Lynda M Meléndez
Prof. Sarah Brock
January 23, 2014
The Race should not Matter
South Americans, Central Americans, Mexicans and Caribbean’s, they all share the Spanish language but, do they share the same culture? According to the Office of Management and Budget (OMB) in the White House, from 1997 they do. From that time, these practice has been in controversy because, is difficult to categorize a race based on community.
For these, I share the same opinion author Bahrani, imply in her essay “Why Does My Race Matter?” That race doesn't matter, and that government census should not force people into racial categories (167). First, this practice can lead to confusion to the people that are concern they belong to one or more races. Second, there is no such racial category definition in the scientific world, and third, it can lead to discrimination because these are being made on community perceptions.
I remembered that my first encounter with racial categories was at school in 1990, taking the Puerto Rican Tests of Academic Achievement (PPAA in Spanish). At that time, I needed to choose between: Black, White, or Asian; and that situation brought confusion between the students, because we were taught in history class that Puerto Ricans are a mix of three races: the white (Spaniards), the black (Africans), the natives (Tainos). I was so confused that I needed to ask my teacher for advice, and after arguing about what answer should I choose, I decide to categorize myself as Asian, because I saw my skin color as yellow and I considered my eye small and elongated, like a Chinese person. I was a kid and my decision was not one different from the one of the government, my decision was based on perception.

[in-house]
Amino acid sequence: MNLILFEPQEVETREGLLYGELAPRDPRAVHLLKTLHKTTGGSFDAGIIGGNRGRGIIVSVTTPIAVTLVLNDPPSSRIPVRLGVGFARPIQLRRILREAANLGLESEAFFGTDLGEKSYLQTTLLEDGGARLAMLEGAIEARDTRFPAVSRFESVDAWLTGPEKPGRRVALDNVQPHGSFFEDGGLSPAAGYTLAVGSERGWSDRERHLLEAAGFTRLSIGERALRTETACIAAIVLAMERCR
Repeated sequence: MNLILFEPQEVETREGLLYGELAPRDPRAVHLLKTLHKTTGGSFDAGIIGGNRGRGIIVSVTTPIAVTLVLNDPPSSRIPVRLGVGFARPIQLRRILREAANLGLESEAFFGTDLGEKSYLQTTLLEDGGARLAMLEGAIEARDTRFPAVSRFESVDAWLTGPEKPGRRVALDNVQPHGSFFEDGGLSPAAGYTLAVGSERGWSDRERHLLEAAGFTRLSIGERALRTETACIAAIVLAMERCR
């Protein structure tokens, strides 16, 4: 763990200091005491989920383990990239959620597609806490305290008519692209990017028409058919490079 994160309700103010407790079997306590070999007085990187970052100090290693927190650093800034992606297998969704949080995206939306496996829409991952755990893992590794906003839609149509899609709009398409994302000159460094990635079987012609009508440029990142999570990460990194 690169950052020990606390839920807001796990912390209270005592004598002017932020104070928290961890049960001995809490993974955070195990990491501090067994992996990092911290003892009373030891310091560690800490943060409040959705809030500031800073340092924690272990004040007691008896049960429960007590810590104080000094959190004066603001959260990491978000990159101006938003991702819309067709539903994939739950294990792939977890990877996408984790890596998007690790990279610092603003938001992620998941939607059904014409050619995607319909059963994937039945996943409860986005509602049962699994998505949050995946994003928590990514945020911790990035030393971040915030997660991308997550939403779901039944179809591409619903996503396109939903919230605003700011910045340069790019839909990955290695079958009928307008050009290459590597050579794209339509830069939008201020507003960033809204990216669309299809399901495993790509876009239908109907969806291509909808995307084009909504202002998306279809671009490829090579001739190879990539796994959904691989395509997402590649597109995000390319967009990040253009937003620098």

Years has pass and still at my 32 years, I am facing this racial category problem in job applications, were I still stop for a minute to read and opt to choose the “Other” category if available, because I still don’t feel it is not correct to...